“you think it’s justified because you believe you have a right to have sex with me, a right to my love, but just… stop. We’re done. Our friendship is done. Which is totally fine, because it turns out it was never enough for you anyway.” – The Exact Opposite of Okay by Laura Steven
With help from her wit and loyal drama teacher, Izzy O’Neil is soon step out of education and into the real world, aiming for a future in comedy. But when her nudes are leaked across the internet, people care less about her jokes and more about her social life. As the world judges and belittles her life choices she soon learns that 2018 is not nearly as progressive as society would have Izzy believe.
I had really high hopes for this novel. My friend of similar reading taste adored it to no end, it was all over Twitter and I had recommendations left, right and centre to read it. But when push came to shove I was faced with cringy humour, a long drawn out plot and a main character I struggled to relate to. But I still loved it.
Probably this novels biggest issue was pacing. It was so slow. A third of the book is just narrating Izzy’s life- we follow her through several mundane days at school before anything actually happens. I got to hear about her friends, her childhood, her struggling to find a job- all great for world building, but does it have to take up so many pages? I wasn’t sure if it was filler, since the novel is quite short, or if the author was trying to make Izzy as relatable as possible, but I didn’t feel the build up needed to be so long.
The second snag of disappointment was the book’s humour. I did find the novel humorous, but I wouldn’t say it was subtle. The main character was an aspiring comedian and, as per, thought she was much funnier than she actual was, which made the novel awkward to read. I like jokes in books, I just find it a bit weird when the characters find themselves funnier than I do. Everyone was deeming Izzy the next Charlie Chaplin, full of confidence and charming any boy she met and I just wasn’t buying it. I didn’t think Izzy was a realistic heroine and realism would have really embellished the point this novel is trying to make.
And, finally, there’s the line that annoyed me to no end. About seven pages in there’s the line shown below and, while everyone is praising this novel for it’s humour, I’m gritting my teeth and trying to pretend this novel is still somewhat progressive:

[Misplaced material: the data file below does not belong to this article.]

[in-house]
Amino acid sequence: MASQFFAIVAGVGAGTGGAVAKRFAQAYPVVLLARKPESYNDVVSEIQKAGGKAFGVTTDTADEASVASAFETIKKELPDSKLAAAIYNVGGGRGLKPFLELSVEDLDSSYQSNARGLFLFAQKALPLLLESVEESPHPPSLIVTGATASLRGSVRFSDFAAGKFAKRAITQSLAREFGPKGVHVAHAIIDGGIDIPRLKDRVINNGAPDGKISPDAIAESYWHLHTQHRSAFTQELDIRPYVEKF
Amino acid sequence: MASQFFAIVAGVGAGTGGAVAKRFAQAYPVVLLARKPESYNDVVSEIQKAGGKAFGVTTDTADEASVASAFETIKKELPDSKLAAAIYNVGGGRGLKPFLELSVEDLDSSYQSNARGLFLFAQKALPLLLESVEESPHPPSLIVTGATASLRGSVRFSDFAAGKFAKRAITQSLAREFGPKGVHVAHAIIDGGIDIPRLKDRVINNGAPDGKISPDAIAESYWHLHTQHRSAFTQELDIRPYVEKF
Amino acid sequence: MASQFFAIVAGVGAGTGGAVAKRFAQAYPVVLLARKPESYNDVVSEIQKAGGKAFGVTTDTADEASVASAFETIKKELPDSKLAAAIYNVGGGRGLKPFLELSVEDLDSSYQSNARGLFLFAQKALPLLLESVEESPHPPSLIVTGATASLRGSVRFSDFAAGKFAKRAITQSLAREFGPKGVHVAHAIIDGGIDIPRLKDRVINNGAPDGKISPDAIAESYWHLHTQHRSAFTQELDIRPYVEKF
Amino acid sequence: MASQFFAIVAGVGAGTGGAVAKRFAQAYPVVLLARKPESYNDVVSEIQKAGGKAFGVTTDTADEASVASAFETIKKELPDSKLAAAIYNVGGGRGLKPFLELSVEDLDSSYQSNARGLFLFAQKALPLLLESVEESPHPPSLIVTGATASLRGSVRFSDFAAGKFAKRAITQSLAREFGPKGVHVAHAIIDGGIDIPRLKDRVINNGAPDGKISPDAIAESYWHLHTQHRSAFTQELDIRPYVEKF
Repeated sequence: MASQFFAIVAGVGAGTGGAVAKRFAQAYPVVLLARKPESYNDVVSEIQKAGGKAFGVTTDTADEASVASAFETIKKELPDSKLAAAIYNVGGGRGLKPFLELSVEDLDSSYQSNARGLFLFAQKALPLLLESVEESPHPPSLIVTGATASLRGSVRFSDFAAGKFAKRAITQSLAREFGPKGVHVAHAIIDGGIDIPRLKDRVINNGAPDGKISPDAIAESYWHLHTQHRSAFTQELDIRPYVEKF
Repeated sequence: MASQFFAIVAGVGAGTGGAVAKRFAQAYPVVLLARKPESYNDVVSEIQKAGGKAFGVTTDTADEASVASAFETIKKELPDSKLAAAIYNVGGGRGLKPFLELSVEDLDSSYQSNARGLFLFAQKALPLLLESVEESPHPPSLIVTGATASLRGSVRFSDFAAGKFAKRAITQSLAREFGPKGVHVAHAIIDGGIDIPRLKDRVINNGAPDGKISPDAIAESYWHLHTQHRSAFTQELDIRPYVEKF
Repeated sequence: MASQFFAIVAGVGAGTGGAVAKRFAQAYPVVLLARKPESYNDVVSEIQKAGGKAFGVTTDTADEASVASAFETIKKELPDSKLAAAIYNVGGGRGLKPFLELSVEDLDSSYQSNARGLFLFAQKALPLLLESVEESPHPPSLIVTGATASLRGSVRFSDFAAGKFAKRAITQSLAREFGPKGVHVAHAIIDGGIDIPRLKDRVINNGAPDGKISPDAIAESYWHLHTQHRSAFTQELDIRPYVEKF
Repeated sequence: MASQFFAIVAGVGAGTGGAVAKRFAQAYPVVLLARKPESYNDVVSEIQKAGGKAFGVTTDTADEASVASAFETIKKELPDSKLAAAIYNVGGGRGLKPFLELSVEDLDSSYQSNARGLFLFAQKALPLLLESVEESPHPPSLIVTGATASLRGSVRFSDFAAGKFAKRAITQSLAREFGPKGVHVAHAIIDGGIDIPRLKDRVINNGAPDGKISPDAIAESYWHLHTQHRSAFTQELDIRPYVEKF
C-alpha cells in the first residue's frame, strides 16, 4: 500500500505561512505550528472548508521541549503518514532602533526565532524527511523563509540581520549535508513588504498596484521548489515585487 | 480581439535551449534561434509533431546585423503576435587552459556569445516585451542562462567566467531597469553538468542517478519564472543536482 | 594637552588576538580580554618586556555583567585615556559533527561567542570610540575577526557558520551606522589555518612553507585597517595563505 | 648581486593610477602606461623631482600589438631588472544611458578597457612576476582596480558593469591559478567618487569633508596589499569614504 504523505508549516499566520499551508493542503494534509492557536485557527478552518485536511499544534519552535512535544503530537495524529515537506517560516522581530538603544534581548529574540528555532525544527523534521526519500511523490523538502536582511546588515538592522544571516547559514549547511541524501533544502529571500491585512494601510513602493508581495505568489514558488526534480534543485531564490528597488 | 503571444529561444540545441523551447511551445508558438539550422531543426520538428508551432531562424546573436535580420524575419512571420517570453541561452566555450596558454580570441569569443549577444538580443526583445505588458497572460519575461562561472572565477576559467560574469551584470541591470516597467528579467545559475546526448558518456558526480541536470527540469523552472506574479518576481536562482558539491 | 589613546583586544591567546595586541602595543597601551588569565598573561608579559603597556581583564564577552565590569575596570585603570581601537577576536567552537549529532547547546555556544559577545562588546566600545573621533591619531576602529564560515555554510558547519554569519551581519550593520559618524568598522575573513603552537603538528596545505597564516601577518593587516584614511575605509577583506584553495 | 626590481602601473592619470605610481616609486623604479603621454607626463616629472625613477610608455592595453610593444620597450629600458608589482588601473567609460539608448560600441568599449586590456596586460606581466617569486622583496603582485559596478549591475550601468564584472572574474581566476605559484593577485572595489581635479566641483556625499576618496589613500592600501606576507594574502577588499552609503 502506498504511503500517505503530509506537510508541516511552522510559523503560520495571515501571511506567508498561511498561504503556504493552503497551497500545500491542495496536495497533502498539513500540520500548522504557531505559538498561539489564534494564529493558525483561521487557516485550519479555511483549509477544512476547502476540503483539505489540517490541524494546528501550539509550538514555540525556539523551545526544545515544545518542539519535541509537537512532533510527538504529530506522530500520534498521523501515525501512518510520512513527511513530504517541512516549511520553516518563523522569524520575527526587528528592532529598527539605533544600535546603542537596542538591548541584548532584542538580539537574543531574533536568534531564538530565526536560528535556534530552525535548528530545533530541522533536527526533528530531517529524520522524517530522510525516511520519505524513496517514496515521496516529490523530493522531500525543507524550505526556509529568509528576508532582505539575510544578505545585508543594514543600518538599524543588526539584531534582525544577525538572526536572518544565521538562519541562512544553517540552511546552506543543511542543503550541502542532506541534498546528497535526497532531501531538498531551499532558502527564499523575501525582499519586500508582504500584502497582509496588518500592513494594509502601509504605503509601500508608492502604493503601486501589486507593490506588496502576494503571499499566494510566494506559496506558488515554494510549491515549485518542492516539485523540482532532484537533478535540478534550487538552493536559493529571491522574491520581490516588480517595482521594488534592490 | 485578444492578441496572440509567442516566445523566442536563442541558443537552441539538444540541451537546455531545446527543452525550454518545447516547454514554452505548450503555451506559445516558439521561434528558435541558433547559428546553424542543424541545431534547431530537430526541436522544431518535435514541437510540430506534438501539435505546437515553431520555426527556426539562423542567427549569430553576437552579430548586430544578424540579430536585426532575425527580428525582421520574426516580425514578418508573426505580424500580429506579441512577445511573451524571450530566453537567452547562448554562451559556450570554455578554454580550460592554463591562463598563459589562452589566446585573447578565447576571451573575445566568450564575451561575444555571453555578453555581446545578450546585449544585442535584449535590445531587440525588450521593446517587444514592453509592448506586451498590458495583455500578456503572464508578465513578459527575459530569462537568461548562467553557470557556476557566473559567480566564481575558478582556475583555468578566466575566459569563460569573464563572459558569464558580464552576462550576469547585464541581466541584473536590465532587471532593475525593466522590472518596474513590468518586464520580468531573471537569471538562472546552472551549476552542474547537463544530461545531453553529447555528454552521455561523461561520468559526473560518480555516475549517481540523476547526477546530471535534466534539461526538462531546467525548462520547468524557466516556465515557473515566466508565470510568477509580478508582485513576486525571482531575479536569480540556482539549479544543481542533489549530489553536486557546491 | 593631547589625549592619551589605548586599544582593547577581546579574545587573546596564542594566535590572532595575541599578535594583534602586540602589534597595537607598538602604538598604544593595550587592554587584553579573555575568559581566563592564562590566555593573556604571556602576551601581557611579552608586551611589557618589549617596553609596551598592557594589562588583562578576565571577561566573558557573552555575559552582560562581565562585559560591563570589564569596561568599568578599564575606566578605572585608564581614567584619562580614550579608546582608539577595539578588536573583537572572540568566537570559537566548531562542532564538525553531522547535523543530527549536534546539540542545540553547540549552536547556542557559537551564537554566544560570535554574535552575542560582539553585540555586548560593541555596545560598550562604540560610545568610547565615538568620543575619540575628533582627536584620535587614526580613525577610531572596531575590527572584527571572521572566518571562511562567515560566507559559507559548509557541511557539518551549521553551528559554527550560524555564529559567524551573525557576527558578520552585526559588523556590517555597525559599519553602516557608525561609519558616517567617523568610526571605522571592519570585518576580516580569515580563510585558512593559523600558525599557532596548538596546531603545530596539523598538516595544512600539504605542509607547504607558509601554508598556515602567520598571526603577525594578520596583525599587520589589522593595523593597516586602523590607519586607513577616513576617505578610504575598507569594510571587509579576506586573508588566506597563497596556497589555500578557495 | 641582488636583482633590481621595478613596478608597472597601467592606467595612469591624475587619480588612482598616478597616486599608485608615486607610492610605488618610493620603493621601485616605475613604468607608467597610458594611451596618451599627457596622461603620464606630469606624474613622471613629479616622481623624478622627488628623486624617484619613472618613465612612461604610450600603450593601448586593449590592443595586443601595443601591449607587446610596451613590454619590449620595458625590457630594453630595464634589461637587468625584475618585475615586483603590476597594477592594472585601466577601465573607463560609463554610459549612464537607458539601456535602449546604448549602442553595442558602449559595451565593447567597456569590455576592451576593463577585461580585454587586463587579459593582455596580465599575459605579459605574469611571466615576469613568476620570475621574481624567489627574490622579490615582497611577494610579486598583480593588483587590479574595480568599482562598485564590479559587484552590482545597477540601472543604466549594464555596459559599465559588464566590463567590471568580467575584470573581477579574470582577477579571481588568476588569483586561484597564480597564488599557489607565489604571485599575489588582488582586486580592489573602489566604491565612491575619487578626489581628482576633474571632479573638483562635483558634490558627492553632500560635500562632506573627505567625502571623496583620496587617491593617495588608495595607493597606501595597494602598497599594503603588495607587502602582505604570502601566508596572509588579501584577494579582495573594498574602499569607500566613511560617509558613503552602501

As a feminist I feel immediately guilty because everyone is trying to encourage girls into STEM subjects now, but to be honest I’m not dedicated enough to the Vagenda to force myself to become a computer programmer.
As a female computer programmer, and no it’s not because I’m ‘dedicated to the vagenda’, I’m just a little offended that ‘cool’ characters in media are still belittling women’s interest in STEM. Izzy goes on to make a few, not very funny quips about mathematics and the whole thing just made me annoyed. Can we stop calling girls weird for liking maths? Because that is not a good message for young women reading this novel! Could Izzy have not just said she wasn’t interest in the subject, like I do when I’m talking about history or English?
Ok, I’m now feeling quite bad for slating a not all bad novel. It might not have been my type of writing and I did have a few qualms with it’s pace but the message this book makes is so important. Izzy’s whole situation was not unfamiliar to me, and I don’t mean the leaked nudes. Some guys generally do feel entitled to a woman’s affections. I don’t want to go too much into it since I’m keeping this review spoiler free, but this novel does make a really good point. Hence the quote at the top of this review. I’ve experienced this problem before and have, since reading this novel, spoken to friends who have too- I soon realised the situation is not uncommon. It’s an important point and something every young woman should be wary of.
The second highlight of this novel was the absolute loyalty Ajita’s showed Izzy. They had a classic, 2018, ‘banterous’ friendship: where taking the mick is showing love but Ajita definitely showed that she was sticking by Izzy to the end.
Overall, I enjoyed this novel. It was a little over hyped for me, but, despite it’s shortcomings, I would recommend it to any young woman. It’s humorous and I did think the point it made was important even if it was a little slow at making it. If you’re reading the first half and finding your attention waning I would really suggest sticking it out. Honestly, the point the book makes was worth it for me.
⭐ ⭐ ⭐ ⭐ Humorous with a likable, if not unrealistic protagonist. It makes an important point but it a little slow at making it.
The Mortal Instruments and Percy Jackson are both series I really enjoyed for their humour, if you’re looking for funny books. The Hate U Give is on a similar vein of having a message but still being a very entertaining YA novel. There are similar feminist books out there, but I haven’t read enough of them to personally recommend!
Have you read The Exact Opposite of Okay? What did you think of the protagonist, Izzy? Have you read any similar, feminist books?